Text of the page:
Kingdom of Nauvoo : the rise and fall of a religious empire on the American frontier
"An extraordinary story of faith and violence in nineteenth-century America, based on previously confidential documents from the Mormon Church. Compared to the Puritans, Mormons have rarely gotten their due, often treated as fringe cultists or marginalized polygamists unworthy of serious examination. In Kingdom of Nauvoo, Benjamin E. Park excavates the brief, tragic life of a lost Mormon city, demonstrating that the Mormons are essential to understanding American history writ large. Using newly accessiblesources, Park recreates the Mormons' 1839 flight from Missouri to Illinois. There, under the charismatic leadership of Joseph Smith, they founded Nauvoo, which shimmered briefly-but Smith's challenge to democratic traditions, as well as his new doctrineof polygamy, would bring about its fall. His wife Emma, rarely written about, opposed him, but the greater threat came from without: in 1844, a mob murdered Joseph, precipitating the Mormon trek to Utah. Throughout his absorbing chronicle, Park shows thatfar from being outsiders, the Mormons were representative of their era in their distrust of democracy and their attempt to forge a sovereign society of their own"--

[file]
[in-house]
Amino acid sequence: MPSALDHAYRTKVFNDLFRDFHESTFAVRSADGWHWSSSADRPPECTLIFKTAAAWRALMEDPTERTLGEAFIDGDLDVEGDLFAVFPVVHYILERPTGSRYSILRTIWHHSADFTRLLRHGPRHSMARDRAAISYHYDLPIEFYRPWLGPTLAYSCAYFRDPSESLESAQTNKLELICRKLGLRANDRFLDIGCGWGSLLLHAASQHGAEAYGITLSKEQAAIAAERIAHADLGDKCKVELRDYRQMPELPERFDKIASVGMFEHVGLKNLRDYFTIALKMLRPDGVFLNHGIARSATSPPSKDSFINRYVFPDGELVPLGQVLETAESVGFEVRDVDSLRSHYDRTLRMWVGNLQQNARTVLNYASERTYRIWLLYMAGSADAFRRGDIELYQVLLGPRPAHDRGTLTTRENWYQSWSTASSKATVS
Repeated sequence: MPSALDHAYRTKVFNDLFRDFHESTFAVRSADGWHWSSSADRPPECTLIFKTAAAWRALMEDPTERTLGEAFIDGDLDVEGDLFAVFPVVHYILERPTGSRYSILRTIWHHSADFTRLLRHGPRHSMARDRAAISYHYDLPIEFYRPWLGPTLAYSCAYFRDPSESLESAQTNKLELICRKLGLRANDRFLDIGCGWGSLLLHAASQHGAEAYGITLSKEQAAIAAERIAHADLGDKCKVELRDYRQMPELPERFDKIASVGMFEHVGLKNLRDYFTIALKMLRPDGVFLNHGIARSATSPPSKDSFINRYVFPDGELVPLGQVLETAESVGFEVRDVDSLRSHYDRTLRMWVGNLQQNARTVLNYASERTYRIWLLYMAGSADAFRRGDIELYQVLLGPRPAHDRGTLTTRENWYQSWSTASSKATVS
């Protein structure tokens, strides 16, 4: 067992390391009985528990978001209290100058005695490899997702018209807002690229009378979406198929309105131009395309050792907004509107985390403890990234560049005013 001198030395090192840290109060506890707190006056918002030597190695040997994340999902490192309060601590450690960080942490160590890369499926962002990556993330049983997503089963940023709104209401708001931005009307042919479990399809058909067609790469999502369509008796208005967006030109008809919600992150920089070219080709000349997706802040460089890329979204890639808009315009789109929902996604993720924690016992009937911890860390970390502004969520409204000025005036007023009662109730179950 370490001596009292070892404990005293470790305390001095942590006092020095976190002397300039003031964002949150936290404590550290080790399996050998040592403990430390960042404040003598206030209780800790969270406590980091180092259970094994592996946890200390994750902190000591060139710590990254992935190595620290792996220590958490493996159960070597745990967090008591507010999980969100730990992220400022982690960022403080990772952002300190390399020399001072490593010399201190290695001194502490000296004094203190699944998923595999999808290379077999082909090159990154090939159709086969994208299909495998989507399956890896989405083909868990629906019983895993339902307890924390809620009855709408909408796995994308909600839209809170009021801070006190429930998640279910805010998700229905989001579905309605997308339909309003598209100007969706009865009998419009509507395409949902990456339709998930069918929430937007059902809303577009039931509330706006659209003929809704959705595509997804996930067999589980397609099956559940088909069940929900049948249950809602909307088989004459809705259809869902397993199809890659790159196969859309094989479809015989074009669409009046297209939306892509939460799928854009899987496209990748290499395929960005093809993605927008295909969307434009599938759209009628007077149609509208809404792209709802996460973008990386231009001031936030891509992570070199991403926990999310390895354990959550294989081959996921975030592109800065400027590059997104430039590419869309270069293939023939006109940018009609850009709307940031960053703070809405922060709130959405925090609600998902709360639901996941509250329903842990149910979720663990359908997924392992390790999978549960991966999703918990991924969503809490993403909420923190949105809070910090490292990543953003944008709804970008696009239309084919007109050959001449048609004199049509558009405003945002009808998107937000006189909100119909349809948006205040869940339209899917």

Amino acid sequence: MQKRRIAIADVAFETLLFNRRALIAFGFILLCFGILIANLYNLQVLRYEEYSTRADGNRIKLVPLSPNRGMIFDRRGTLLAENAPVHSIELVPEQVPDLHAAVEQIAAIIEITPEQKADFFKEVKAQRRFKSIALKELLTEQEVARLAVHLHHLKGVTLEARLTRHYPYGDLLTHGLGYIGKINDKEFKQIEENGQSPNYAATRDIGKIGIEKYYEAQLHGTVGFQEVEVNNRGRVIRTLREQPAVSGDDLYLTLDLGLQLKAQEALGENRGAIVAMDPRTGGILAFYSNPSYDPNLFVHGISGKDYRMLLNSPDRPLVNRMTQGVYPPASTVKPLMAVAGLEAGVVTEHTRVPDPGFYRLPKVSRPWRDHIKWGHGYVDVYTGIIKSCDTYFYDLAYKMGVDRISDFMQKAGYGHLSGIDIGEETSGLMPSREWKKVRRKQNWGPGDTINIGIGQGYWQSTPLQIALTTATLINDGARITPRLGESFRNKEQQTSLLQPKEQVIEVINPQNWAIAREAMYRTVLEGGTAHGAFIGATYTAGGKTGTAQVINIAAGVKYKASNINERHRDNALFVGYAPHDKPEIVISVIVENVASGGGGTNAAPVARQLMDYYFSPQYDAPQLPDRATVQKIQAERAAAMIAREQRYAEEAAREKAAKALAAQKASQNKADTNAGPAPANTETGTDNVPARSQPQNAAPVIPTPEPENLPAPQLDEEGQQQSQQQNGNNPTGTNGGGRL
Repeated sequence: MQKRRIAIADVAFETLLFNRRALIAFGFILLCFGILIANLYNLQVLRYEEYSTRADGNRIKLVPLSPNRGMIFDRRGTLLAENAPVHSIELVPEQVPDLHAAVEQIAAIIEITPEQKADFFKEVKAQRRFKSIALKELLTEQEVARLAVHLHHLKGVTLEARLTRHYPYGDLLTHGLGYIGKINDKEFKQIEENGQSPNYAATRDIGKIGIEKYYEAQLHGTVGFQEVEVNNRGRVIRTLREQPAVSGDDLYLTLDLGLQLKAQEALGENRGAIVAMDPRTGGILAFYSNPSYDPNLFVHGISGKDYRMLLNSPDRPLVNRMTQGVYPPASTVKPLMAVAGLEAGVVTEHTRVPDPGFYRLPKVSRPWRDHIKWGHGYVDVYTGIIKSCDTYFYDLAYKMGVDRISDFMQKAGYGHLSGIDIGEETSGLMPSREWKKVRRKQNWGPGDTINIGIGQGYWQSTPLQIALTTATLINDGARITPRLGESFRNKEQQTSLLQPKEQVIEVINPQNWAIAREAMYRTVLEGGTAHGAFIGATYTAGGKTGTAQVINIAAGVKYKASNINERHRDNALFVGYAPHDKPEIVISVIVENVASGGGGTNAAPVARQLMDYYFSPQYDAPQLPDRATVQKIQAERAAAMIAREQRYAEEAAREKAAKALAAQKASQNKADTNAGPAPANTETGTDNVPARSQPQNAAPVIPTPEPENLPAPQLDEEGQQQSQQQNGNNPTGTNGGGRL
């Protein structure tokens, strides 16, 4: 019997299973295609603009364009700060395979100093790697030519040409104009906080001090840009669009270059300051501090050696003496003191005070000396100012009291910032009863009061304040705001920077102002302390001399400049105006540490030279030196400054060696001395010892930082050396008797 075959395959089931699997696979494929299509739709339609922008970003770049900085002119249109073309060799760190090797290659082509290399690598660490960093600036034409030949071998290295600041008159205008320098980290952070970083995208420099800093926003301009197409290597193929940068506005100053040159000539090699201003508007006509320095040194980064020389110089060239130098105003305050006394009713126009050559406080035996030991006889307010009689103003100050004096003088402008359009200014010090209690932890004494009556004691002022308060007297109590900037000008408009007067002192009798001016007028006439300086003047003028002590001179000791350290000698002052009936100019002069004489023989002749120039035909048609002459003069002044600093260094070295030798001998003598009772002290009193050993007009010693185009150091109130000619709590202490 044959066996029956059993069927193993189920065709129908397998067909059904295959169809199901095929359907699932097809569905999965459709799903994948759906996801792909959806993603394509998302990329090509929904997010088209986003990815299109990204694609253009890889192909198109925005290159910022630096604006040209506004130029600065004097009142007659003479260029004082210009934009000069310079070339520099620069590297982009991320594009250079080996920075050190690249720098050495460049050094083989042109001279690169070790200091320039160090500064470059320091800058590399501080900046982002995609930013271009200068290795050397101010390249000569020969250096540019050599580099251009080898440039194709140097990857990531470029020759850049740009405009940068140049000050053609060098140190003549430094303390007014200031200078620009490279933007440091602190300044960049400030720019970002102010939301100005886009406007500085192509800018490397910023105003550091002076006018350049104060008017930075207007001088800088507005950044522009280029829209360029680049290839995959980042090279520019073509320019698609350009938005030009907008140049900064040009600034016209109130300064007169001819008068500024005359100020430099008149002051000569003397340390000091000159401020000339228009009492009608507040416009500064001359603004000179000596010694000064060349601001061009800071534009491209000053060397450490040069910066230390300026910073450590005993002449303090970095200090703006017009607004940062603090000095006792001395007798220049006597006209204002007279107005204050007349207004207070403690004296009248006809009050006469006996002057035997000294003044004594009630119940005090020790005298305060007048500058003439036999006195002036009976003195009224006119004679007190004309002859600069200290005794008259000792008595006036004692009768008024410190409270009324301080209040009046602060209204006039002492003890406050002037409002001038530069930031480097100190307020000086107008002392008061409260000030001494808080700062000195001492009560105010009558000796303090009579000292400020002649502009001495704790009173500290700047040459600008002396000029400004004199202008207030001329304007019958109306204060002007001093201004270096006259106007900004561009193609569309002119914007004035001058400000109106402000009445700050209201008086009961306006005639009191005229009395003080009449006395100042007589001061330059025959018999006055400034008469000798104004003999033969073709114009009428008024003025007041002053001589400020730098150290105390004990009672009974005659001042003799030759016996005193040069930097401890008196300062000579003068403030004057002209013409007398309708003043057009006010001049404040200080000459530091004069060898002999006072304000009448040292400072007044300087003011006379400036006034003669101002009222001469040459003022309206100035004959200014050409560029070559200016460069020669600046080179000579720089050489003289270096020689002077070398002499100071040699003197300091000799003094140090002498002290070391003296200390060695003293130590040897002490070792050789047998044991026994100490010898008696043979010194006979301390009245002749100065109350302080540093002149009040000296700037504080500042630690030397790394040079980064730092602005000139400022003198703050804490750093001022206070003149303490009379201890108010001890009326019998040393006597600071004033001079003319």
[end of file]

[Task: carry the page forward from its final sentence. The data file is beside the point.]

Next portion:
- 1 of 1 copy available at OWWL.
Current holds0 current holds with 1 total copy.
|Location||Call Number /
|Palmyra Community Library||289.3773 PAR (Text)
Adult New Nonfiction